War of the Rebellion: Serial 118 Page 0644 PRISONERS OF WAR AND STATE, ETC.

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Question. Did you hear similar language used by him?

Answer. I did not.

Question. Do you remember his comments on the change of the policy of the war some year or so after its commencement and what references were made by him in that connection?

Answer. He did refer to the change in the policy of the war and I think devoted some time to show that the war had been deviated from a war for the restoration of the Union into a war for the abolition of slavery.

Question. What did he claim to have been its original purpose as avowed and how shot it?

Answer. He referred in that connection to the Crittendent resolutions, declaring the war to be one for the restoration of the Union and not to break up the "institution" of a State.

Question. Did he counsel any other mode in that speech of resisting usurpations of arbitrary power except by free discussion and the ballot-box?

Answer. He did not.

Question. Were any denunciations of the officers of the Army indulged in by him or any offensive epithets applied to them?

Answer. He occasionally used the words "the President and his minions," but I did not understand him to use them in connection with the Army. It was not in that connection. It was in connection with arbitrary arrests.

Question. Do I understand you to say that the denunciations to which you refer were chiefly in reference to arbitrary arrests?

Answer. My recollection is that is the connection in which they were used. He applied some pretty strong epithets to spies and informers whom he did not seem to like very much.

Question. Do you remember the connection in which some words to this effect were used at the close of the speech, with regard to the possibility of a dissolution of the Union and of his own determination in regard to such a contingency?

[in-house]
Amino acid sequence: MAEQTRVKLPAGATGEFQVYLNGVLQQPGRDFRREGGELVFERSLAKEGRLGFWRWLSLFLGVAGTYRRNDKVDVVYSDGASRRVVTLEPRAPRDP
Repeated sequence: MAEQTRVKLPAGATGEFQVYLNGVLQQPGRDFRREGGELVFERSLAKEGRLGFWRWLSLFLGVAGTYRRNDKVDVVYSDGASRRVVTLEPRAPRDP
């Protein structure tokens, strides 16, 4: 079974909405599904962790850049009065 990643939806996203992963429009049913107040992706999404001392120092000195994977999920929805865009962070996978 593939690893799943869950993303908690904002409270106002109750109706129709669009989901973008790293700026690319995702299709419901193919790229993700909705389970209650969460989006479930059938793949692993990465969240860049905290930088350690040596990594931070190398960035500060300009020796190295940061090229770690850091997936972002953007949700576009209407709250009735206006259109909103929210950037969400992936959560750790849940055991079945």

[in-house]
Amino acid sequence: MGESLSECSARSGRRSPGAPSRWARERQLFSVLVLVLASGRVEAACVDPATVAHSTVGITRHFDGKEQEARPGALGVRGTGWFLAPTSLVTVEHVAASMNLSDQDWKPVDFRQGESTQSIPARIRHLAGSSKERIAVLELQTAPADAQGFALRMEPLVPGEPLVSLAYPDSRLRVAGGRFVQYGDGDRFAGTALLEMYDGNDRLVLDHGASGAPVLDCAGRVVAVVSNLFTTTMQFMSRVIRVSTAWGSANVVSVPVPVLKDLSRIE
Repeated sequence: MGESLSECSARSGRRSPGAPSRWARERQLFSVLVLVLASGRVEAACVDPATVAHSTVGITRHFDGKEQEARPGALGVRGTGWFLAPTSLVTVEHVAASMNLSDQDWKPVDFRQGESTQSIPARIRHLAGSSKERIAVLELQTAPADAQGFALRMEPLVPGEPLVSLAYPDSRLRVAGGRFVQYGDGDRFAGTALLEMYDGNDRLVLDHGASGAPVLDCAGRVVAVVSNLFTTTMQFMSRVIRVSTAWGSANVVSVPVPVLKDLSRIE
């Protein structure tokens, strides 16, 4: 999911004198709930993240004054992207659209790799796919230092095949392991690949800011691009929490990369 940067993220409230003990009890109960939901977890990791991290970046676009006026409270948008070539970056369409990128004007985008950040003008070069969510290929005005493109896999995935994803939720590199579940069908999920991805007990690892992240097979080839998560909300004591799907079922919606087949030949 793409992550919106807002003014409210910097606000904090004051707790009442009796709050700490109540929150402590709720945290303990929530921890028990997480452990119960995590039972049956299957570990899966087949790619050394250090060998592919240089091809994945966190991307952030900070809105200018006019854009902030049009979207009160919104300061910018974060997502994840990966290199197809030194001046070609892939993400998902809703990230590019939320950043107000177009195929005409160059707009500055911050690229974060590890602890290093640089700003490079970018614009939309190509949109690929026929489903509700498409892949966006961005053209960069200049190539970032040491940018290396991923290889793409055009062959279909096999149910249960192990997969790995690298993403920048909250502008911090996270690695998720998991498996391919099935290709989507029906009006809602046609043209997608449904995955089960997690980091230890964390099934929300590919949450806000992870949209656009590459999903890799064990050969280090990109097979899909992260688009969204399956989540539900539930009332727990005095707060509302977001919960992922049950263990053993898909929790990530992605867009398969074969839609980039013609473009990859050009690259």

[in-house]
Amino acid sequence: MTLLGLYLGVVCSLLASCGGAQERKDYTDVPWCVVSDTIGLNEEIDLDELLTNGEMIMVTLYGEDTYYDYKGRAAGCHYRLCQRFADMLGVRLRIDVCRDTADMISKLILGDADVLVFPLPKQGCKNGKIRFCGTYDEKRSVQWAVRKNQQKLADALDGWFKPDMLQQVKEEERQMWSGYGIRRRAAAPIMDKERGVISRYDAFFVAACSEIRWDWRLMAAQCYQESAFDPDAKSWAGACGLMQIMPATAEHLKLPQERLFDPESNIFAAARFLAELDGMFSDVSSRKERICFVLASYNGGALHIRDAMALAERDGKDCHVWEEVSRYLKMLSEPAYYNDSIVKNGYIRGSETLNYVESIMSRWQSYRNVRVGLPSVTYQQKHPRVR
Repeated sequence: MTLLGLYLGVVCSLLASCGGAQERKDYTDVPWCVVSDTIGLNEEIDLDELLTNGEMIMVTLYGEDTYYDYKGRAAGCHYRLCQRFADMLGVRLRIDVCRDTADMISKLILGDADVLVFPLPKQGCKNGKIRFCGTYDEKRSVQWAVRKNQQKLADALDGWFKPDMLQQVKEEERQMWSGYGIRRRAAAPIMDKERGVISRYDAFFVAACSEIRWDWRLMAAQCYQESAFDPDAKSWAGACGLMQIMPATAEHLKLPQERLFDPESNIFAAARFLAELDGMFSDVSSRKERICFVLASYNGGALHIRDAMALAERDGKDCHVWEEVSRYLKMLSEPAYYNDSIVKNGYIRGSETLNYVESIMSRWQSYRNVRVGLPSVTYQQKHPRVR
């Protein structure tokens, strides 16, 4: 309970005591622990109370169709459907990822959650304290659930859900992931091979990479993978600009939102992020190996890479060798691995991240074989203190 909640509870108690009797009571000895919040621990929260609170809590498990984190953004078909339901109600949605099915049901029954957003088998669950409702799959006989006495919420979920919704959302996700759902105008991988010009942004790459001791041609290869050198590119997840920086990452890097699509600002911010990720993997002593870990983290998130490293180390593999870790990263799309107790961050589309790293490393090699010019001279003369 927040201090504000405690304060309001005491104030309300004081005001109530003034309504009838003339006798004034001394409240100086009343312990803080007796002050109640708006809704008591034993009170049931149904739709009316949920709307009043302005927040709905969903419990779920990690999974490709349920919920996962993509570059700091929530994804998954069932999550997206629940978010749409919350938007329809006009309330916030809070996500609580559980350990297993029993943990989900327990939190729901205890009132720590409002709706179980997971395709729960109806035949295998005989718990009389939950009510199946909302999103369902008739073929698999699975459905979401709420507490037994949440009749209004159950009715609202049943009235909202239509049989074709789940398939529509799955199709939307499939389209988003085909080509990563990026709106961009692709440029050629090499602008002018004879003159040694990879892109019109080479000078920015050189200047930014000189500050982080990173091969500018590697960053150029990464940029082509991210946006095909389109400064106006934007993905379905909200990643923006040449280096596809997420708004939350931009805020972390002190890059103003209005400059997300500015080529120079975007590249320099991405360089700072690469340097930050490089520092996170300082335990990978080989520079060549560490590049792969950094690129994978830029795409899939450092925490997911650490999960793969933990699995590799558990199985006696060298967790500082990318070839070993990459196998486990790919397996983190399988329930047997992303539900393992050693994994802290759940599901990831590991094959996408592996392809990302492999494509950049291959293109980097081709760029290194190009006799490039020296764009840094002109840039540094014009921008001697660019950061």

Answer. I could not give the exact words. I remember the metaphor that "he would not be a priest to minister at the altar of disunion. " He was speaking about the Union and his attachment to it. I cannot give the words of the metaphor.

Question. What counsel did I give at the close of my speech upon that subject?

Answer. He invoked the people under no circumstances to surrender the Union.

Question. Do you remember any rebuke in connection with the Butler County case of men who hurrahed for Jeff. Davis?

Answer. Yes; I do. He denounced the applause of Davis.

Question. Was anything said in that speech in reference to the war except in condemnation of what he claimed to be the policy upon which it was now being waged and as a policy which he insisted could not restore the Union but must end finally in disunion?

Answer. I can only give my understanding. I do not know about inferences people might draw. I understood his condemnation of the war to be launched at its perversion from its original purpose.

The court here adjourned to meet at 4. 30 p. m. of the same day.

4. .

The court met pursuant to adjournment.

The witnesses Locky Harper, J. T. Irvine and Frank H. Hurd, summoned of the defense, not having appeared the judge-advocate stated